The oldest All Black in town
October 30, 2009
Eric Tindill will reach a milestone on November 7 © Getty Images
November 7 will be a big day not only for the current All Blacks, as they face Wales at the Millennium Stadium, but for the oldest of their predecessors.
A few hours before kick-off, when it turns November 8 in Wellington, All Black number 417 Eric Tindill will reach the age of 98 years and 325 days. In so doing he will overtake Francis MacKinnon's record as the oldest Test cricketer of all time.
No, you are not on the wrong website. The word really is 'cricketer'. If there is one thing more impressive than Tindill's longevity, it is the range of sporting uses to which he has put that lifespan.
To be the only man to have played both cricket and rugby at Test level for New Zealand would be distinction enough. Tindill, though, did not stop at that. After his playing days he went on to referee international rugby and umpire a cricket Test - a 'double double' without parallel.
That versatility was also in evidence as a player. He alternated between half-back and first five-eighth during a decade of first-class rugby. While a native of Nelson in the South Island, Tindill moved to Wellington in his youth and his career is associated with the New Zealand capital. It was an unhelpful location for his rugby ambitions during the 1930s as Wellington could call on copious midfield talent.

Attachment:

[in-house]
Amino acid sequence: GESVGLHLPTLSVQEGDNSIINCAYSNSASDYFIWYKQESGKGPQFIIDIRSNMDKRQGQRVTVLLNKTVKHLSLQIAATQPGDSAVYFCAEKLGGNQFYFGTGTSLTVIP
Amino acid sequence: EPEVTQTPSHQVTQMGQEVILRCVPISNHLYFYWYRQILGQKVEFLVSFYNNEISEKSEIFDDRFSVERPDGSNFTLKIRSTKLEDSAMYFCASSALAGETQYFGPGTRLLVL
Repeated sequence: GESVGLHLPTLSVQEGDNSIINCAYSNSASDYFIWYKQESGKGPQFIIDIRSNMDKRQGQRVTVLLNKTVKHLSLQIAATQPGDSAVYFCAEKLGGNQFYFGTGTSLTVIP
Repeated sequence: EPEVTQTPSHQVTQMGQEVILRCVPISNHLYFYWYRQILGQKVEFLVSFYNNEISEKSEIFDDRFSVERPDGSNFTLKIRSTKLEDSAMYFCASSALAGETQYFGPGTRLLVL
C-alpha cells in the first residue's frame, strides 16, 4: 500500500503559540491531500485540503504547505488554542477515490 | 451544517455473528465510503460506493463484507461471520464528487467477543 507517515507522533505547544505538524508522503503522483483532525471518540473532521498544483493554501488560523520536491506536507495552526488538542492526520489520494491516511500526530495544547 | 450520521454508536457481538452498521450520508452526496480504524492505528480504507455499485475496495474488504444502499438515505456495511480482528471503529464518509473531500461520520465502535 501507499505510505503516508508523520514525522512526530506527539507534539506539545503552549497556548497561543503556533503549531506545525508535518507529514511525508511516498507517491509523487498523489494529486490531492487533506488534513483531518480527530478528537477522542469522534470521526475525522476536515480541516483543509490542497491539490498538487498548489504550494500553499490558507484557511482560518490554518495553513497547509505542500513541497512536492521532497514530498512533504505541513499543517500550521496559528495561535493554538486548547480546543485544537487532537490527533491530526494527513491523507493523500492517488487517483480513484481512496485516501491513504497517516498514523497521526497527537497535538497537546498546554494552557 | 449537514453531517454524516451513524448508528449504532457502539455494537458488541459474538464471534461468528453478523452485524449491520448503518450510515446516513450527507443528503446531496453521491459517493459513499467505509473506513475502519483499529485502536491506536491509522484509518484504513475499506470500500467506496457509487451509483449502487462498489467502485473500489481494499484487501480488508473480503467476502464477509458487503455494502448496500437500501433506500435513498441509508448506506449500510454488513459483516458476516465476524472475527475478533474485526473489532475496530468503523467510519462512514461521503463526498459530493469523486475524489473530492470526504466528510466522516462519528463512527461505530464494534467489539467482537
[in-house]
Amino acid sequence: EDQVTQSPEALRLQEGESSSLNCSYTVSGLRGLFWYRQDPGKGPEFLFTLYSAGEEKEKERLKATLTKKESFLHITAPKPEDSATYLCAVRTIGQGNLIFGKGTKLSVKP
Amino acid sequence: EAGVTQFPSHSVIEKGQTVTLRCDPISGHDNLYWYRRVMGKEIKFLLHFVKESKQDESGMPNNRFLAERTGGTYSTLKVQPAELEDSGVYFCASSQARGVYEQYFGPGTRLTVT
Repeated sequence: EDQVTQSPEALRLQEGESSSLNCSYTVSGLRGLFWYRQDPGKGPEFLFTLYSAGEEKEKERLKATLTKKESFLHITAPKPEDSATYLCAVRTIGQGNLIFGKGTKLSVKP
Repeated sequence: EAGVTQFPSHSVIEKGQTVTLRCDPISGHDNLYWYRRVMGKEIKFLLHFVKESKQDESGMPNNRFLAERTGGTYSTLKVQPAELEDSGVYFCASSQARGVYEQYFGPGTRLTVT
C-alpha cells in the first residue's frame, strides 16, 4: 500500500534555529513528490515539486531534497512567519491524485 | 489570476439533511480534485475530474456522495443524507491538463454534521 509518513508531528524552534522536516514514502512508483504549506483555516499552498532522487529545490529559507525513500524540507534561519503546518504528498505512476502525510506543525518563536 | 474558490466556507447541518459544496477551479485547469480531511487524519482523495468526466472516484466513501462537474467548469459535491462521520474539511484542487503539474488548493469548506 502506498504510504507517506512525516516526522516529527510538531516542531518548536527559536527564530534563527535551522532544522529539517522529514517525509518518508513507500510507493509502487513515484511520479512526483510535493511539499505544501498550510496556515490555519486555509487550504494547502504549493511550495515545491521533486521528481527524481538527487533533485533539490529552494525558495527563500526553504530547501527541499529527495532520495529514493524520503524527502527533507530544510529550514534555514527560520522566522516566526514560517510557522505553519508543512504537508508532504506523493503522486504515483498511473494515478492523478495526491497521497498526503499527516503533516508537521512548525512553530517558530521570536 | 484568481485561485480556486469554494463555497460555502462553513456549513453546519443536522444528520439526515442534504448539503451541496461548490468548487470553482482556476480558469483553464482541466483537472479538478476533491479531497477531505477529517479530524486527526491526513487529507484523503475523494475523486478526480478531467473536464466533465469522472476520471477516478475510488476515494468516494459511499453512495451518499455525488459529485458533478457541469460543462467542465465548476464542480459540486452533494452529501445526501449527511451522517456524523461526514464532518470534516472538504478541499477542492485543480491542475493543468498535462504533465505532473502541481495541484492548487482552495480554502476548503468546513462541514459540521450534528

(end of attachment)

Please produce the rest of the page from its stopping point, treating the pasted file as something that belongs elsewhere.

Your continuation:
He was, though, a beneficiary of the extraordinary thoroughness with which All Black selectors were wont to sweep the nation's playing stocks in search of talent in advance of major tours. Tindill's account of the 1935-6 All Black tour, written in partnership with team-mate Charlie Oliver, records that 188 players took part in the trials.
Unsurprisingly talent often got lost amid the competitive maelstrom, but some previously unconsidered players rose to prominence. One of a handful of players to appear as often as four times in the trials, Tindill played himself into Jack Manchester's squad for the tour.
For most of the trip he found himself playing second fiddle to the better-established Otago first-five Jack Griffiths, who appeared in the Tests against Ireland, Scotland and Wales. Tindill's cause may not have been helped by playing in the defeat by Swansea, the first All Black loss to a club side. He did, though, show a talent for landing drop goals - a handy skill in an era when they still counted four points, to three for a try - and two on Boxing Day against London Counties at Twickenham may have sealed his selection for the England Test on the same ground nine days later.
This, of course, is the match remembered for the performance of another debutant - England's Russian prince Alexander Obolensky - who scored two extraordinary tries in a comprehensive 13-0 hammering of the touring team.
Tindill's first Test also proved to be his last. Griffiths was elevated to the All Black captaincy against Australia in 1936, then Tindill was ruled out of contention for the 1937 series against South Africa by winning selection as wicket-keeper for the cricket tour of England. The cricket team could probably have put out a decent rugby XV as well. Skipper Curly Page had played for the All Blacks against New South Wales in 1928, a match nowadays recognised as a Test by Australia, though not New Zealand.